S. Dakota bill restricts trans students' restroom access -- but GOP governor has never met a trans person
South Dakota Gov. Dennis Daugaard (R) (YouTube)

Trans students in South Dakota will not be allowed to use restrooms according to their gender identity following the passage of a bill on Tuesday by the state's Republican-dominated Senate.

Buzzfeed reported that House Bill 1008 will be sent to Gov. Dennis Daugaard's (R) desk within a few days.

Daugaard said last week that he had never "met a transgender person that I'm aware of," but argued that that fact would not affect his ability to assess the measure.

"I generally haven't met with proponents or opponents of other bills," he said at the time. "I want to try and be objective to both sides, and I think having that separation that you gain through archived testimony helps you be a little bit more objective and not let emotion sway you."

The bill, the first of its kind passed on a state level, runs contrary to federal Title IX guidelines, which include anti-trans discrimination in their ban on gender-based discrimination.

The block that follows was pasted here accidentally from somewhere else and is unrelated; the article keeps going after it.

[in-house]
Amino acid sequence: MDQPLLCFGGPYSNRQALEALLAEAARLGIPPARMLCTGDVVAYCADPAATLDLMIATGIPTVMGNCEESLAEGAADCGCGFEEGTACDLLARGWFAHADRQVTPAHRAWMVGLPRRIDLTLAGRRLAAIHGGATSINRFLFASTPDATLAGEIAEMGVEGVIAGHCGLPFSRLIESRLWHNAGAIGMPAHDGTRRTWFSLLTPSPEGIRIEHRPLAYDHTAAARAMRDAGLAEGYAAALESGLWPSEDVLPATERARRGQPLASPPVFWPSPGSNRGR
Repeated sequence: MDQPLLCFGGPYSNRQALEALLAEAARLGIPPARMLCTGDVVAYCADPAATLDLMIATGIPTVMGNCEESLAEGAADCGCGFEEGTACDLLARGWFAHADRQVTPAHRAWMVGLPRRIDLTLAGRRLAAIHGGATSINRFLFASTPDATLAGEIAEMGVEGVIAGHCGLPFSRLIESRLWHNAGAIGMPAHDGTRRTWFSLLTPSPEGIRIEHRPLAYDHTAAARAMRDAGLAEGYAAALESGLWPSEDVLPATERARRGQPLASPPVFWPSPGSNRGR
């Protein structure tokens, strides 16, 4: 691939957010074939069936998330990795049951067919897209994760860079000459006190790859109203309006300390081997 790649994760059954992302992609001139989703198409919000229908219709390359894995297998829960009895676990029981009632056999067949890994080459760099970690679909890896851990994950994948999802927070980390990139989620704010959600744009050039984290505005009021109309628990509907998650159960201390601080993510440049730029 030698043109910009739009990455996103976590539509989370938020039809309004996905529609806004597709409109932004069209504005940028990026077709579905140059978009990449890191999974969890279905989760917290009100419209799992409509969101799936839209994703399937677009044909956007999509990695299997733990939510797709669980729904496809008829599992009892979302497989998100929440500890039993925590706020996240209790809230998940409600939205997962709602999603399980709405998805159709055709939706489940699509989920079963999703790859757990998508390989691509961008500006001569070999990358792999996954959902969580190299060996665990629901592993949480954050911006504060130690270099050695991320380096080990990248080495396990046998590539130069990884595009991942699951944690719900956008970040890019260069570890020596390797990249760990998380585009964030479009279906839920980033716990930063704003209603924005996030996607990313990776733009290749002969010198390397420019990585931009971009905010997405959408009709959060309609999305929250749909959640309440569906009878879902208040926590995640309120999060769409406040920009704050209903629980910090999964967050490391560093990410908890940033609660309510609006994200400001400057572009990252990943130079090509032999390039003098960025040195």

"This issue has been thrust upon us by an activist group of bureaucrats in Washington, DC," said one of the bill's sponsors, state Sen. Brock Greenfield (R). "It's only been a product of recent decisions made at the federal level."

Like many conservatives, Greenfield has argued that allowing trans students to use restrooms or locker rooms according to their gender identity could put young women at risk of harm.

"Do you feel it appropriate for a 13-year-old girl to be exposed to the anatomy of a boy?" he asked.

But Human Rights Campaign president Chad Griffin argued in a statement on Tuesday that the majority of the measure's supporters were out-of-state lobbyists.

"It begs the question; do our state politicians truly represent the people of South Dakota, or do they represent outsider lobbyists and interest groups?" Griffin asked. "Governor Daugaard should listen to his actual constituents and veto this bill and send a strong message that discrimination isn’t a South Dakota value and there’s simply no place for it in our schools, community, and state."